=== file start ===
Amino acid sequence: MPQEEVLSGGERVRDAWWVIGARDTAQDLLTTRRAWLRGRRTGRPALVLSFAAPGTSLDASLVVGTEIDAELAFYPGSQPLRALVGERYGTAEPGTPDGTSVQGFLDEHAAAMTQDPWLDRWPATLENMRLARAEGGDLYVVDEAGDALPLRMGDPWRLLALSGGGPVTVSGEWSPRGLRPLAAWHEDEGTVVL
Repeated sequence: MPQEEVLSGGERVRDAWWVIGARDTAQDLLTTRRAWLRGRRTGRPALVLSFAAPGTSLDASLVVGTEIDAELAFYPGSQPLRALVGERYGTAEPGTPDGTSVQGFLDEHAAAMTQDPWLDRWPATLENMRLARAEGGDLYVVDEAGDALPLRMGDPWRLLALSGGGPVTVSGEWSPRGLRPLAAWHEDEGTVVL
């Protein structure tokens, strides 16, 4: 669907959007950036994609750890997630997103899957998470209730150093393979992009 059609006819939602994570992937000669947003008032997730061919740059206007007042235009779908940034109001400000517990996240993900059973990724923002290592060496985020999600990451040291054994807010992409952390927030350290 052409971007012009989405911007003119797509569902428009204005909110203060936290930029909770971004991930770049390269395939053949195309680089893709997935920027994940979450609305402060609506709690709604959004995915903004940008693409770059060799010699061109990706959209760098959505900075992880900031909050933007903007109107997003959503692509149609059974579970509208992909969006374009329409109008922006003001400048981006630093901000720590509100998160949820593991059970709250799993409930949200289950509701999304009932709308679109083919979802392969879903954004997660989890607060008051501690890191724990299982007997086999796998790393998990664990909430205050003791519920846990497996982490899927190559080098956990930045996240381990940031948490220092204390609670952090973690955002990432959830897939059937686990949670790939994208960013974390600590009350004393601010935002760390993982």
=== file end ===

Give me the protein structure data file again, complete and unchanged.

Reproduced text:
Amino acid sequence: MPQEEVLSGGERVRDAWWVIGARDTAQDLLTTRRAWLRGRRTGRPALVLSFAAPGTSLDASLVVGTEIDAELAFYPGSQPLRALVGERYGTAEPGTPDGTSVQGFLDEHAAAMTQDPWLDRWPATLENMRLARAEGGDLYVVDEAGDALPLRMGDPWRLLALSGGGPVTVSGEWSPRGLRPLAAWHEDEGTVVL
Repeated sequence: MPQEEVLSGGERVRDAWWVIGARDTAQDLLTTRRAWLRGRRTGRPALVLSFAAPGTSLDASLVVGTEIDAELAFYPGSQPLRALVGERYGTAEPGTPDGTSVQGFLDEHAAAMTQDPWLDRWPATLENMRLARAEGGDLYVVDEAGDALPLRMGDPWRLLALSGGGPVTVSGEWSPRGLRPLAAWHEDEGTVVL
């Protein structure tokens, strides 16, 4: 669907959007950036994609750890997630997103899957998470209730150093393979992009 059609006819939602994570992937000669947003008032997730061919740059206007007042235009779908940034109001400000517990996240993900059973990724923002290592060496985020999600990451040291054994807010992409952390927030350290 052409971007012009989405911007003119797509569902428009204005909110203060936290930029909770971004991930770049390269395939053949195309680089893709997935920027994940979450609305402060609506709690709604959004995915903004940008693409770059060799010699061109990706959209760098959505900075992880900031909050933007903007109107997003959503692509149609059974579970509208992909969006374009329409109008922006003001400048981006630093901000720590509100998160949820593991059970709250799993409930949200289950509701999304009932709308679109083919979802392969879903954004997660989890607060008051501690890191724990299982007997086999796998790393998990664990909430205050003791519920846990497996982490899927190559080098956990930045996240381990940031948490220092204390609670952090973690955002990432959830897939059937686990949670790939994208960013974390600590009350004393601010935002760390993982």